USC Looks To Snap Losing Streak Against Stanford

PALO ALTO, CA - OCTOBER 09: Matt Barkley #7 of the USC Trojans passes the ball during their game against the Stanford Cardinal at Stanford Stadium on October 9, 2010 in Palo Alto, California. (Photo by Ezra Shaw/Getty Images)

USC lost 56-48 in three overtimes to Stanford in Los Angeles last season.

The beginning of the road to a Pac-12 championship begins now. The USC Trojans will begin their conference season against a rival opponent that has been giving the Trojans problems in the past five years now.

No offense to Hawaii or Syracuse, but when USC is favored to win by an average mark of 25+ points, all you can do is focus on your next opponent. And for the Trojans, the exhibition games are done.

The No. 2 Trojans will travel again for the second consecutive week, this time to Palo Alto, Calif. to face the No. 21 Stanford Cardinal, a team USC managed to beat only once in the past five years.

The tune is different, however, as Stanford suffered heavy losses in their offense due to the 2012 NFL Draft. Star quarterback Andrew Luck, offensive tackles David DeCastro and Jonathan Martin, and tight end Coby Fleener, are gone.

Don’t expect this game to be as close as it was last year when the Cardinal defeated the Trojans in triple-overtime. But this narrative was played before when Stanford shocked USC in 2007, which every Trojan fan would love to be "Men In Black’d" (You know, that device in the movie where they put they blind you with that red beam of light?)

In any case, USC hasn’t lost their impact players on offense from 2011. Here some quick keys to the game:

Stanford Offense

While the Cardinal did lose some major impact players to the NFL, there is still an area of strength, which may cause harm to USC’s front four, the offensive line. Losing DeCastro and Martin did hurt Stanford, but they are still running the ball in an effective rate at 123.5 rushing yards per game.

Shaw’s main strategy last year when they defeated USC was to run the ball down USC’s throats using their powerful offensive line. Look for more of the same on Saturday. The man replacing Luck is Josh Nunes, whom only completed 53.3 percent of his pass attempts against the Duke Blue Devils secondary last week, may not get many pass attempts this week because the Trojan secondary are more talented. Well except for maybe…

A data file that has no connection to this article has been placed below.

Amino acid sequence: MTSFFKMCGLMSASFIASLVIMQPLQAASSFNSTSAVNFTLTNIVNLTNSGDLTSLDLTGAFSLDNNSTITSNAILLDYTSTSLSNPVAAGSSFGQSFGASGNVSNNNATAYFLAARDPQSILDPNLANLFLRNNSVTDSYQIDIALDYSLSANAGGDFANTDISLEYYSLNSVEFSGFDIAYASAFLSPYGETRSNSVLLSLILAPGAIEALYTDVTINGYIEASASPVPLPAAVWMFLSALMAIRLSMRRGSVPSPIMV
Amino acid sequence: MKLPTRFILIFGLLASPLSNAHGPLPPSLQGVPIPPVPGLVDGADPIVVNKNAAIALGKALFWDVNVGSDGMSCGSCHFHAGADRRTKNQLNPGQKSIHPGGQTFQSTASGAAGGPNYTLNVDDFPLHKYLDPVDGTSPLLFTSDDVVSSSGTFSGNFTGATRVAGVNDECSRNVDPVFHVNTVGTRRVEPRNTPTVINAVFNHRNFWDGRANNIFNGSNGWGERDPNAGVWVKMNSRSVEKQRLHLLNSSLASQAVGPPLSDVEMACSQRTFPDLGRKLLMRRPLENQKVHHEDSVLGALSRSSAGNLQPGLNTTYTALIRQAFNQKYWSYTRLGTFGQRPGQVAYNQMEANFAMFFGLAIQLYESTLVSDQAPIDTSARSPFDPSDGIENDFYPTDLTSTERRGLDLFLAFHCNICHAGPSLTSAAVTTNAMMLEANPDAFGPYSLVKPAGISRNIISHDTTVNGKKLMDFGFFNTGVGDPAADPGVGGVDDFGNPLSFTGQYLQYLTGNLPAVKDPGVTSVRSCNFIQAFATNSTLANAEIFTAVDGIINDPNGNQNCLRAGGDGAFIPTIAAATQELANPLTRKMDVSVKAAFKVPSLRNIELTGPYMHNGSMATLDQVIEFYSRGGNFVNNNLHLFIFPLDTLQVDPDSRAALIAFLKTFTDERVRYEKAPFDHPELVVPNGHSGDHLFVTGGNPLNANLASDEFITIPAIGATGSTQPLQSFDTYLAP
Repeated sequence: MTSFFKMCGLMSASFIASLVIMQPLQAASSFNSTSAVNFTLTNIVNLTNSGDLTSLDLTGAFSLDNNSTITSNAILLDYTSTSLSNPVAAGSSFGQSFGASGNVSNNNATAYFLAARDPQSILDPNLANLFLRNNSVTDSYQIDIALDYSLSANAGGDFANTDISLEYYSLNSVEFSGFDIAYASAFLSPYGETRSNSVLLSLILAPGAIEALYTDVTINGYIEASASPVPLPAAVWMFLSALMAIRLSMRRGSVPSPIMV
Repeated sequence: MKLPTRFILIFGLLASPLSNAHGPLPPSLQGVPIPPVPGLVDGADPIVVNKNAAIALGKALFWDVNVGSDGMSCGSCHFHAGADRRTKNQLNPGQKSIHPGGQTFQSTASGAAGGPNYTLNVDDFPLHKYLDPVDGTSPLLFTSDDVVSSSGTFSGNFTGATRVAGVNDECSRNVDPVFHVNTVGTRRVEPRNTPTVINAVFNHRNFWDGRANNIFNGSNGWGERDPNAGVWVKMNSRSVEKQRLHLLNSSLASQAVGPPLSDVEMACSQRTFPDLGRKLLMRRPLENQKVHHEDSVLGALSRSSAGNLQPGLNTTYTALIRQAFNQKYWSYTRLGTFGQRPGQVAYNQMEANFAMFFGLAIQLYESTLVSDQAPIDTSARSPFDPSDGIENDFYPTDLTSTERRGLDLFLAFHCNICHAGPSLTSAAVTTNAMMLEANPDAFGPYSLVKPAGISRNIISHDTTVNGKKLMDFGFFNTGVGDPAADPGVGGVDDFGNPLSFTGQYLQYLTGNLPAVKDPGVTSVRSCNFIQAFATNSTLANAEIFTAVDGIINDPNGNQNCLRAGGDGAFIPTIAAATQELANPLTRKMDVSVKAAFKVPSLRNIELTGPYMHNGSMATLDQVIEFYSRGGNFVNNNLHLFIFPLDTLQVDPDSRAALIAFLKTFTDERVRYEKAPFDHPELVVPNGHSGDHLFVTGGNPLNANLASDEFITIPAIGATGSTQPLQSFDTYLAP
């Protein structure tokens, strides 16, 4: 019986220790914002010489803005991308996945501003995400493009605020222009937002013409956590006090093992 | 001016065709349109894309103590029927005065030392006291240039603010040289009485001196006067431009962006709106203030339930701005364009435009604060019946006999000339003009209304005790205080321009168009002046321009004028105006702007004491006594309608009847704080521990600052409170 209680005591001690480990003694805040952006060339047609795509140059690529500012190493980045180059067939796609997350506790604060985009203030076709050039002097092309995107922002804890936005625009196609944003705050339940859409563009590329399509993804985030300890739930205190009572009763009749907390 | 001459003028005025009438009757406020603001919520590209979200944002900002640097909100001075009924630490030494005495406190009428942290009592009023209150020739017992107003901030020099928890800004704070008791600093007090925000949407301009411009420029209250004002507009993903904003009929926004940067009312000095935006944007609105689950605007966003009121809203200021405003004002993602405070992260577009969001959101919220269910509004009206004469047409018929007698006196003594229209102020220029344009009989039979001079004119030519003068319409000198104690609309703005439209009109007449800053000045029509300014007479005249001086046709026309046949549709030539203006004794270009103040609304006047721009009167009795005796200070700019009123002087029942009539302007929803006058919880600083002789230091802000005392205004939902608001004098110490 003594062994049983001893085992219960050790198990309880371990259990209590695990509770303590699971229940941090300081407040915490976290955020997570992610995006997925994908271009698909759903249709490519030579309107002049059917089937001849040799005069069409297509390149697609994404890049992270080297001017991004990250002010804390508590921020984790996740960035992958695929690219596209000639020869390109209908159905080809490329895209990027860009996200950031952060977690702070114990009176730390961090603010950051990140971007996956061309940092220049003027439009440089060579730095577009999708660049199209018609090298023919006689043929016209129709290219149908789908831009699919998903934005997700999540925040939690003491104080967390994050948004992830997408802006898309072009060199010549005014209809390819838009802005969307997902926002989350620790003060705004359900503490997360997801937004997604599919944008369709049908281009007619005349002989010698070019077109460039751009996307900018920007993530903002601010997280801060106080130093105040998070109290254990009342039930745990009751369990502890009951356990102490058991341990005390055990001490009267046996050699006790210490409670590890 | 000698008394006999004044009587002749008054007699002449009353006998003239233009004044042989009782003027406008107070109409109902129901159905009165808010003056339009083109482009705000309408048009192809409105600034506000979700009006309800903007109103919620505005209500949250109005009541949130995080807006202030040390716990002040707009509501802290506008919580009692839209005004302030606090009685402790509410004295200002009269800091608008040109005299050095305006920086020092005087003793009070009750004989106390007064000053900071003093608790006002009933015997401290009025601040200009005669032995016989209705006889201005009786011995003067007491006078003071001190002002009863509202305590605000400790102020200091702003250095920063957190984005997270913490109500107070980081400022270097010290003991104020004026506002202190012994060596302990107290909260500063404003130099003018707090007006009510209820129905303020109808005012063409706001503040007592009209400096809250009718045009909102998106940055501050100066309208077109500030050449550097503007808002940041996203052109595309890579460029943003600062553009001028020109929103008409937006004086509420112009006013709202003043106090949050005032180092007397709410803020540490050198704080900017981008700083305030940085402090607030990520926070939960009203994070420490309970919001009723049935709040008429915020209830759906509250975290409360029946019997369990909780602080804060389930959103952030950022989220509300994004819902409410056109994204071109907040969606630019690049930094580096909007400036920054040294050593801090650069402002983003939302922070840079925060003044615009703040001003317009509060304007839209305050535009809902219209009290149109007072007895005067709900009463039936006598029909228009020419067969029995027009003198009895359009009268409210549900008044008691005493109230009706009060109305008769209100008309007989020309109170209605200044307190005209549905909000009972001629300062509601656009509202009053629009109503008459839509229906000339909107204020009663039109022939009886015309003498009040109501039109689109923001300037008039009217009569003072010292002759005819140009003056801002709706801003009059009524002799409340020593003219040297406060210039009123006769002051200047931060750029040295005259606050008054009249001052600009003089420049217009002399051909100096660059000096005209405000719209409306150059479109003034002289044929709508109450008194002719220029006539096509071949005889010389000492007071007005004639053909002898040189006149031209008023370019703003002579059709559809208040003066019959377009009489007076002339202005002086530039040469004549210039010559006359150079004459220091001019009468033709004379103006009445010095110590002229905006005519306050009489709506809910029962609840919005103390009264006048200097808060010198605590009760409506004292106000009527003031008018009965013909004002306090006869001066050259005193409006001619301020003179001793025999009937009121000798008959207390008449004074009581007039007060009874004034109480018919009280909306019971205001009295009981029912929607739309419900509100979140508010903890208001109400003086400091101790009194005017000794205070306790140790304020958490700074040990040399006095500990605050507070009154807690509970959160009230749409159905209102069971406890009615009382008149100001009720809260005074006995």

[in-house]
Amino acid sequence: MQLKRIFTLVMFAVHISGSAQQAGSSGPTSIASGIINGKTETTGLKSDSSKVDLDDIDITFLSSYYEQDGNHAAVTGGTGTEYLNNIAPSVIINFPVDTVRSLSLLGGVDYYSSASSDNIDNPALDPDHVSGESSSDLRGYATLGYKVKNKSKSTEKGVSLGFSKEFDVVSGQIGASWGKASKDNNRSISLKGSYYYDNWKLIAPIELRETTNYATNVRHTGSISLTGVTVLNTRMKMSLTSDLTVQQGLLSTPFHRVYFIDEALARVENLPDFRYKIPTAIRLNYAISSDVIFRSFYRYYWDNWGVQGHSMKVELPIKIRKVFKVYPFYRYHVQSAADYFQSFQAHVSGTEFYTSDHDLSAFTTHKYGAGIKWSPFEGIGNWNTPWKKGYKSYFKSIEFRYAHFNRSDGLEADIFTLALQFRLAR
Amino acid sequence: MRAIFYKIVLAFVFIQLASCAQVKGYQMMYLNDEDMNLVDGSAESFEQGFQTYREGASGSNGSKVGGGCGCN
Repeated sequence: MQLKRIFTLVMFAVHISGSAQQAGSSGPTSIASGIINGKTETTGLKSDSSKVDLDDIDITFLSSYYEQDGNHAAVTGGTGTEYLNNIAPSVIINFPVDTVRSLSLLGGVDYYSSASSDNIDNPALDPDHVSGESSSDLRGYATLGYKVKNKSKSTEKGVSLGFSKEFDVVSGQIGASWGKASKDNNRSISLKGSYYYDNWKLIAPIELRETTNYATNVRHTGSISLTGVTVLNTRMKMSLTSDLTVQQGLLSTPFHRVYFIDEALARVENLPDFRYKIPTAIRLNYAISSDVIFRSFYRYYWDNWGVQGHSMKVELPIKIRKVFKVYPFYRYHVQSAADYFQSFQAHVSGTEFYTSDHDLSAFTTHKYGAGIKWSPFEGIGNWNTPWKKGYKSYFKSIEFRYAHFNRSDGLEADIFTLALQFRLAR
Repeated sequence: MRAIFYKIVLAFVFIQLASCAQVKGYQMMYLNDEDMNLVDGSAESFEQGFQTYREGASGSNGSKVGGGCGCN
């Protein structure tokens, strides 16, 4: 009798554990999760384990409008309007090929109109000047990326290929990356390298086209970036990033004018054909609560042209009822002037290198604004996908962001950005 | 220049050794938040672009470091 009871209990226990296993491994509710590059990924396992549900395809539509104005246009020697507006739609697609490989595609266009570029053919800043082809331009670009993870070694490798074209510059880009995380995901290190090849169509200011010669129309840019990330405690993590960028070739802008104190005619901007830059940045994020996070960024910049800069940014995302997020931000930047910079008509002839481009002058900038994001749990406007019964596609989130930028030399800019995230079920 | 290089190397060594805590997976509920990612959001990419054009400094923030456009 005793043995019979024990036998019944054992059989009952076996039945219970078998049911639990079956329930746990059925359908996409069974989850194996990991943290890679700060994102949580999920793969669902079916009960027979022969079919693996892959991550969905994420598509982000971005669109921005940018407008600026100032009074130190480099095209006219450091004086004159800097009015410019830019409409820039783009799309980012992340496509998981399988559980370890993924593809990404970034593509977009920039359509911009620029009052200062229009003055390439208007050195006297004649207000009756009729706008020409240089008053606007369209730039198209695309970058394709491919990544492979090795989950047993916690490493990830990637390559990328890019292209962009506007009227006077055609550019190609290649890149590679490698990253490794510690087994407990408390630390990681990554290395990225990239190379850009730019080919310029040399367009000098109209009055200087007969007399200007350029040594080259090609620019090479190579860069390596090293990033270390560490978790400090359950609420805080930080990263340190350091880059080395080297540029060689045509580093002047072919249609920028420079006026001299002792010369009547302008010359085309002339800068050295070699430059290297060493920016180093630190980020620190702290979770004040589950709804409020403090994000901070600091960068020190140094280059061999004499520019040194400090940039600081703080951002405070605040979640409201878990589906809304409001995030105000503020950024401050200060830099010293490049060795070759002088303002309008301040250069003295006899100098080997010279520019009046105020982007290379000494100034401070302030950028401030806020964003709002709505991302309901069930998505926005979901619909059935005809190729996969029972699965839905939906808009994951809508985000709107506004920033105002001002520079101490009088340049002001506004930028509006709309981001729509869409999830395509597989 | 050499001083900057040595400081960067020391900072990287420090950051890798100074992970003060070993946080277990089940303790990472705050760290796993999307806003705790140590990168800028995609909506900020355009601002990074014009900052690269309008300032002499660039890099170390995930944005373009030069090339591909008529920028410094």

USC Cornerbacks

Yes, USC did manage to blowout Syracuse on the road, but the Orange did manage to score 29 points against the Trojans, 26 of the points being in the second half. SU’s quarterback Ryan Nassib was able to torch USC’s secondary, mainly their cornerbacks, in the third and fourth quarter. While USC did play soft defensive coverage, you couldn’t ignore the big plays where cornerbacks Anthony Brown, Torin Harris, and Brian Baucham were continually getting burned by receivers.

To be fair, all three players did miss a lot of games last year and are probably rusty, but they did perform to under whelm the Trojan defense so much so that Stanford will look to capitalize on USC’s weakest point on offense.

USC Offense Vs. Stanford Front Seven

Perhaps Stanford’s strongest position(s) is their defense. The defensive line is solid, but it is their linebackers where Stanford shines. Shayne Skov is healthy again and is Stanford’s best player on defense when he’s at full go.

Do not ignore their secondary also as running back turned cornerback, Usua Amanam, has been stellar for the Cardinal thus far, especially on blitz packages. He is the team leader in the sack category with two, and is also leading tackles for loss at four.

Defensive back Ed Reynolds is also having a great start to the season with three interceptions already, including one ran for a touchdown.

Bottom Line

Stanford’s defense will dictate how far the Cardinal will go. As improved as their defense looks, USC still has three of the better college football players in the nation in Matt Barkley, Robert Woods, and Marqise Lee. Both teams play a pro-style offense, so look for coach Lane Kiffin to balance out the running and pass plays.

On paper, USC should win big, but because it is their second consecutive game on the road, as well as injuries to kicker Andre Heidari and C Khaled Holmes, this game may be close early on.

Just like last week’s game against Syracuse, I expect the Trojan offense to be creative in the second half to beat out the Cardinal. Stanford is good, but can’t expect them to score more than 30 points against USC’s defense with the offense the Cardinal have.

Prediction: USC 42, STAN 21

For more news and notes on USC football, be sure to read Conquest Chronicles.

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